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Brian Bowen's Fate Is Now In The Very Capable Hands Of Louisville And The NCAA

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An attorney for Louisville’s incoming five-star recruit Brian Bowen—the player at the center of the school’s involvement in the FBI investigation that resulted in the firings of Rick Pitino and athletic director Tom Jurich—announced Thursday that Bowen has been cleared by the FBI of any “investigative impediments.”

A university spokesperson told the Courier-Journal that Bowen is still enrolled at the school, but the 6-foot-7 small forward has been barred from participating in team activities since the FBI announced its investigation. The spokesperson remained mum on whether Bowen was indefinitely suspended or ruled ineligible. Now that he’s been cleared, Bowen can potentially be reinstated and join Louisville on the court this season pending an internal investigation by the Louisville legal and compliance departments. That’s obviously a helluva stipulation—if he’s been ruled ineligible by Louisville, his reinstatement would have to be approved by the NCAA, which, given their recent history, isn’t exactly a promising outcome.


For his part, Bowen’s lawyer, Jason Setchen, is staying positive. He released a statement noting that Louisville has “been very cooperative” and adding that he believes the Cardinals will at least give their star recruit a fair shake. Bowen’s legal representation is currently taking the Cam Newton route, claiming that while the FBI has recorded phone conversations of Bowen’s father speaking with Gatto and Pitino about the payments (and another with Munish Sood that reportedly confirms the $19,600 payment went through), Bowen was never made privy to any money talks. Setchen’s statement can be read below, via the Courier-Journal:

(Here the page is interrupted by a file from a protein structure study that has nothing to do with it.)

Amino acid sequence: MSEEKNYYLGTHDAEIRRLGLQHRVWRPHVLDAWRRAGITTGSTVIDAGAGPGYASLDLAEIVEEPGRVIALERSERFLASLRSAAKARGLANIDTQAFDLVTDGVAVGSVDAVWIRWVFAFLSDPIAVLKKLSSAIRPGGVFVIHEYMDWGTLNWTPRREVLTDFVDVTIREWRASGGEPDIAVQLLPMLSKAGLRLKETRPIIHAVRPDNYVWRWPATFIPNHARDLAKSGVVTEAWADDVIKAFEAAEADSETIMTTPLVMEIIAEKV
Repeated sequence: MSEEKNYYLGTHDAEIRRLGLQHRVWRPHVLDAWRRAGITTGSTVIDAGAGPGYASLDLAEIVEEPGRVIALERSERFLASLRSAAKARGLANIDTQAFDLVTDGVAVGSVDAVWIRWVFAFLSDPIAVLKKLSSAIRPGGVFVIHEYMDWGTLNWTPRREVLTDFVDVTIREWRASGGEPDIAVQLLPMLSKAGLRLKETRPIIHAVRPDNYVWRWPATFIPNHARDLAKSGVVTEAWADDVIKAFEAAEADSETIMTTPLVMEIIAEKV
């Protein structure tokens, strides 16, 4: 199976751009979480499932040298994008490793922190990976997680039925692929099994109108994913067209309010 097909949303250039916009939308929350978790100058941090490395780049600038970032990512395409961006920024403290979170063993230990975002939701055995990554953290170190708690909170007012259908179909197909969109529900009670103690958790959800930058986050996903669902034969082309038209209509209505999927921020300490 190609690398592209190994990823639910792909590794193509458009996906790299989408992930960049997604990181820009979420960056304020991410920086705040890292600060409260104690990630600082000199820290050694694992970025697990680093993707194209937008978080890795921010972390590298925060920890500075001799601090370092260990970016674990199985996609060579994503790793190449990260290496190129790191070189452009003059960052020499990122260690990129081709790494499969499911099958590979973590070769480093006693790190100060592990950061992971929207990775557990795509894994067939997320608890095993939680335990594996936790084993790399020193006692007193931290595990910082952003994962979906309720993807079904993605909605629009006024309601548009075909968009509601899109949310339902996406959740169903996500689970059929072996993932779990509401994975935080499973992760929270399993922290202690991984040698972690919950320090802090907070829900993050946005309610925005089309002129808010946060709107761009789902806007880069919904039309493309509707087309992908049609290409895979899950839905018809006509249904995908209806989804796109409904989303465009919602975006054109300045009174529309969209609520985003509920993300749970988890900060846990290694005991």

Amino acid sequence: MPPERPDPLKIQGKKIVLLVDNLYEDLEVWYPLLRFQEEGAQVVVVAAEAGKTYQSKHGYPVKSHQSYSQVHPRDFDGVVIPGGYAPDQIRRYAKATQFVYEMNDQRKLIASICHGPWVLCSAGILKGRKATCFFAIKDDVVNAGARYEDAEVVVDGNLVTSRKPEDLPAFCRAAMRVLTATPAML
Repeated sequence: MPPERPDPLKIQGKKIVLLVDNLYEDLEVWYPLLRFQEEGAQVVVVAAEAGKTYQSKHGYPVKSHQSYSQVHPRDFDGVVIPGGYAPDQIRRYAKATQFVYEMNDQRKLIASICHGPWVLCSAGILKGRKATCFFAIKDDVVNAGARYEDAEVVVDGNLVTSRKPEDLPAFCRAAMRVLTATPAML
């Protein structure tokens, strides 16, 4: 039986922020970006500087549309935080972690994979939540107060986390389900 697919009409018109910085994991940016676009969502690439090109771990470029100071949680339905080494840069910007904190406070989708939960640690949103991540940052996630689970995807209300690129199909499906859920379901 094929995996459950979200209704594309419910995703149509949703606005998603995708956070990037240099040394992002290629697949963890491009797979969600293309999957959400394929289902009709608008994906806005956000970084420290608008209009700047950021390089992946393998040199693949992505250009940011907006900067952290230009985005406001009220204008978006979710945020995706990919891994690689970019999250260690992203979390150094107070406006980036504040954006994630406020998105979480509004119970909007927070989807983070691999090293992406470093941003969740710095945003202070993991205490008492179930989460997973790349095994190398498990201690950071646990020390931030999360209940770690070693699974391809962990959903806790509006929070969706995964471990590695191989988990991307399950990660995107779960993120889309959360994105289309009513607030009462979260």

“Brian and I are excited with this development and look forward to working with the university and the NCAA to clarify any concerns or issues that they have in furtherance of Brian’s prompt return to competition,” Setchen said.


“Brian (Jr.) was not aware of any of the alleged activities,” Setchen said, “and it is our position that he has not violated any NCAA rules or bylaws. ... It’s a fundamental aspect of being an American that we are not held responsible for the actions of other people and we have a right to associate. It is unfair to Brian or any student-athlete to try and punish them for actions of others who are not in their control.”


“While the rules have changed slightly since the Cam Newton case,” Setchen said, “the mitigating factors in Brian’s case are not dissimilar in that he had no knowledge of any of the alleged improprieties.’’

Bowen’s family sought the services of attorney Jason Setchen shortly after the FBI announced its investigation into whether Pitino and Adidas executive Jim Gatto paid Bowen a bargain sum of $100,000 to sign with the Cardinals. In terms of available lawyers, Setchen’s a solid choice considering he previously helped Miami recruit DeQuan Jones earn back his eligibility after he was looped into the infamous Nevin Shapiro scandal.

Louisville opens the regular season Nov. 12 against George Mason; as Bowen’s still got to go through at least one university investigation and potentially the NCAA reinstatement process, the Cardinals will be lucky if they have him back by ACC play.

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